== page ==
Future climate change threatens to affect global circulation patterns and upwelling along coastal margins. These regions support the the majority of marine biological production and the world’s largest fisheries. The purpose of the Up.R.I.S.E.E. study is to characterize the biological response to upwelling in the Southern California Bight using a suite of geochemical measurements, which may help us to better understand how future climate forcing may affect the biological pump and nutrient cycling in these regions. We sampled at SPOT every two weeks between the winter and summer months in 2013 and 2014, during two periods of increasing upwelling velocity, to see how nutrient transport and production change over time. To estimate the rate of upwelling and eddy diffusive nutrient transport, we use a mass balance of the cosmogenic radionuclide, 7Be, in the surface ocean. Biological production and particle export estimates are made using the concentration and isotopic composition of dissolved oxygen, a 234Th budget and surface-tethered sediment traps. These parameters give us a well-rounded view of how the ecosystem in San Pedro Basin utilizes deep water nutrients delivered to the surface ocean through upwelling and the efficiency at which it can export, rather than recycle, these nutrients within the system, which is also a measure of the ability of the ecosystem to serve a sink for CO2 in the atmosphere. We have also teamed up with the Burt Jones’ ocean optics laboratory to deploy an autonomous glider between San Pedro and Catalina Island equipped with optical sensors to tell us what the biological community is doing at SPOT between sampling cruises and give us an idea of the spatial variability in this dynamic coastal region over the course of the study.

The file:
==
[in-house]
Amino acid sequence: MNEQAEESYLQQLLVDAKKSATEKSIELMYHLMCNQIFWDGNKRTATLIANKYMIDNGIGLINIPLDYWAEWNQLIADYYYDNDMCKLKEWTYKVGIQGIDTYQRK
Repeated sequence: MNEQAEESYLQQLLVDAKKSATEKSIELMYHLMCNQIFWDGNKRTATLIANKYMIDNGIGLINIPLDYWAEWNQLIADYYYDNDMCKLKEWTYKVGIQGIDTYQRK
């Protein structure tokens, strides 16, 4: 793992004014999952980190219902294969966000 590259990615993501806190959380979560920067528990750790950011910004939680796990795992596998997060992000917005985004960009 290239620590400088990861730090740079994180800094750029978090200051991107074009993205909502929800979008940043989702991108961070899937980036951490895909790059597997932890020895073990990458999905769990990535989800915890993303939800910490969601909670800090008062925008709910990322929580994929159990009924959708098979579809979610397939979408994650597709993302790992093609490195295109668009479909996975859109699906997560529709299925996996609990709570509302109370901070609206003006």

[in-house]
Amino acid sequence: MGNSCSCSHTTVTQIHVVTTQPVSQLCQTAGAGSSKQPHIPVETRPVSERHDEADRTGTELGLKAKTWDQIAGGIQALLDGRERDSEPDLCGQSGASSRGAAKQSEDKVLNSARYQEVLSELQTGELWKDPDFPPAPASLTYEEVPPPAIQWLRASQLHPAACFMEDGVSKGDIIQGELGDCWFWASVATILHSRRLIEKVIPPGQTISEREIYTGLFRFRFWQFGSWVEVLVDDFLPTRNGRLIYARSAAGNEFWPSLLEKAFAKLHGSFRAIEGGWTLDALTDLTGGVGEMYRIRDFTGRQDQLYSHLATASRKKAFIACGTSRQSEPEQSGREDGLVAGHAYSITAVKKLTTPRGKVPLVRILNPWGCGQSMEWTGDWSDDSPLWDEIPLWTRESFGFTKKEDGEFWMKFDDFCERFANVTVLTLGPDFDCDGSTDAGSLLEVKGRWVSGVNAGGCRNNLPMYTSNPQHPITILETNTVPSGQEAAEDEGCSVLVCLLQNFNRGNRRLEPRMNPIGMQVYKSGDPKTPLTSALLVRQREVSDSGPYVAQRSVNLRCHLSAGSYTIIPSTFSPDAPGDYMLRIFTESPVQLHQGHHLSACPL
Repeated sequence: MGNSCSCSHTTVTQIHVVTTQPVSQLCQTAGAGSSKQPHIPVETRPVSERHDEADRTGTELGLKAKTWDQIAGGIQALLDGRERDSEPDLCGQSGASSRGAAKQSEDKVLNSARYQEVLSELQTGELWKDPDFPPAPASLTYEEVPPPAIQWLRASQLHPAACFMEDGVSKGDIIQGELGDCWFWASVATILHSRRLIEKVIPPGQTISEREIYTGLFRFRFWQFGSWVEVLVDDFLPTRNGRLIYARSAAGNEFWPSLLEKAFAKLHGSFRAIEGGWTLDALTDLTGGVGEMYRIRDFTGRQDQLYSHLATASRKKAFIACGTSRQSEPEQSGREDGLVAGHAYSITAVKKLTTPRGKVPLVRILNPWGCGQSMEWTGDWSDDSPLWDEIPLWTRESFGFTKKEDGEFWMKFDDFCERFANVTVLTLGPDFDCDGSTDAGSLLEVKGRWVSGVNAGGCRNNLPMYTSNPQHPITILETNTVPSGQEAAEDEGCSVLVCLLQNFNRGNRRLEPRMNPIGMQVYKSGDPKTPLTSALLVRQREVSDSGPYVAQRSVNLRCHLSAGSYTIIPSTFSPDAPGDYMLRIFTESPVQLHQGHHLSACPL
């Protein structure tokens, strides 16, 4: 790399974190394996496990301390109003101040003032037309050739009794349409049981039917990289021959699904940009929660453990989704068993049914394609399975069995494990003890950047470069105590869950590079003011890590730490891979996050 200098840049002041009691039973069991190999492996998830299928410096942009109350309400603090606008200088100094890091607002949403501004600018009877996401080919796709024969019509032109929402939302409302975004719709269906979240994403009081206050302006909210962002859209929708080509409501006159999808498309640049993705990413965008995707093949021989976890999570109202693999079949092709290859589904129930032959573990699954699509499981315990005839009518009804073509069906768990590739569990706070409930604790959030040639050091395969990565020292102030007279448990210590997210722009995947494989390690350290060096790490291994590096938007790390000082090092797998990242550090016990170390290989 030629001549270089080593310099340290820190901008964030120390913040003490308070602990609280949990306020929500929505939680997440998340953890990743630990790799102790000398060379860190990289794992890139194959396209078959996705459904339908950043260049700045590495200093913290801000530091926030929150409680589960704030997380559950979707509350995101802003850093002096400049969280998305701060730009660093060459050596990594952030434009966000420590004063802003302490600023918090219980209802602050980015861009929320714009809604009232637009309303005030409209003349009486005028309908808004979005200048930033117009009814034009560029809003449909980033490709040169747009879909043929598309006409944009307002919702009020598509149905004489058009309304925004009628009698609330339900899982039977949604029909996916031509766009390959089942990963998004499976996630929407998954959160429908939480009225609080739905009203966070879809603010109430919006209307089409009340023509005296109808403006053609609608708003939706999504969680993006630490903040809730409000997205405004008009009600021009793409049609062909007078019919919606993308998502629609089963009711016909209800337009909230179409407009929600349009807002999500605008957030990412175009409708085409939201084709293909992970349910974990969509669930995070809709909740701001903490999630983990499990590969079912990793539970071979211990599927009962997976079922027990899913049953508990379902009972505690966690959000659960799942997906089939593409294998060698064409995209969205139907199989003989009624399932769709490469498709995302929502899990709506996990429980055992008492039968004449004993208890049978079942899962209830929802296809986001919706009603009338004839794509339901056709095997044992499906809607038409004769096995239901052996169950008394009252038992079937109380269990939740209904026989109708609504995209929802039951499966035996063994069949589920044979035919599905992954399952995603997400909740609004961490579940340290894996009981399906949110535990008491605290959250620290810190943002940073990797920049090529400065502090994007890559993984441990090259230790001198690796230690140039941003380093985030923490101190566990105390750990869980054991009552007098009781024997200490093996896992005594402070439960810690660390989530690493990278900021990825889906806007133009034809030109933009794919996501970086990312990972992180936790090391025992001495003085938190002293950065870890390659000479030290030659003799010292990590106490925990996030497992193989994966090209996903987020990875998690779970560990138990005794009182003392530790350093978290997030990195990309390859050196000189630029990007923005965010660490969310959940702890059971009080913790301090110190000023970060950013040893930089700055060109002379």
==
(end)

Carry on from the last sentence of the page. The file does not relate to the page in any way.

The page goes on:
For more information on the project, please click here.